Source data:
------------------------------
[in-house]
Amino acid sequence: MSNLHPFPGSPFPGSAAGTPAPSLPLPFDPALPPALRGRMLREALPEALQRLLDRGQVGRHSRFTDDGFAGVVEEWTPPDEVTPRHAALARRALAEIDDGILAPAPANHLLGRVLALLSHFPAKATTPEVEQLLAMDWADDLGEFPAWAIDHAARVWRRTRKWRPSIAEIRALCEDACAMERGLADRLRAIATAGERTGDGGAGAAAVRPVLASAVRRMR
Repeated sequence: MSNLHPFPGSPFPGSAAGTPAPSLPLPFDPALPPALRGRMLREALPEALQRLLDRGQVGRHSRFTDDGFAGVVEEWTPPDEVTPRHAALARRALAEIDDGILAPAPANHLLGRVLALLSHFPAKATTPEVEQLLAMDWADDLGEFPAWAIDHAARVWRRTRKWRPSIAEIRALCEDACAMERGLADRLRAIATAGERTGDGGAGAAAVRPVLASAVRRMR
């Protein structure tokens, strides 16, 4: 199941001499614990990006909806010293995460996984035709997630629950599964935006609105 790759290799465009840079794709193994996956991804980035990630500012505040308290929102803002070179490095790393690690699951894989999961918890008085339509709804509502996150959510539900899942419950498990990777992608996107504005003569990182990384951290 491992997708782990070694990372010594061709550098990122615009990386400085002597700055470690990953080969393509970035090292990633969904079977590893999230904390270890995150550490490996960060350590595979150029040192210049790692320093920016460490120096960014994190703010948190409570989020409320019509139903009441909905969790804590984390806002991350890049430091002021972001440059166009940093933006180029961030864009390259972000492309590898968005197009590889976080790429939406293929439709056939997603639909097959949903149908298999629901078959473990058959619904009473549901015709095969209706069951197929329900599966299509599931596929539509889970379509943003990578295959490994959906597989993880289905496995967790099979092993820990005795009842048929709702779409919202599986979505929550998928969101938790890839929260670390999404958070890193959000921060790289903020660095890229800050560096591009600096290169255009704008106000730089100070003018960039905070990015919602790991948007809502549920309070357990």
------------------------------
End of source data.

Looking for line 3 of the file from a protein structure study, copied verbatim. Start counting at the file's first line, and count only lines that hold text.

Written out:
Repeated sequence: MSNLHPFPGSPFPGSAAGTPAPSLPLPFDPALPPALRGRMLREALPEALQRLLDRGQVGRHSRFTDDGFAGVVEEWTPPDEVTPRHAALARRALAEIDDGILAPAPANHLLGRVLALLSHFPAKATTPEVEQLLAMDWADDLGEFPAWAIDHAARVWRRTRKWRPSIAEIRALCEDACAMERGLADRLRAIATAGERTGDGGAGAAAVRPVLASAVRRMR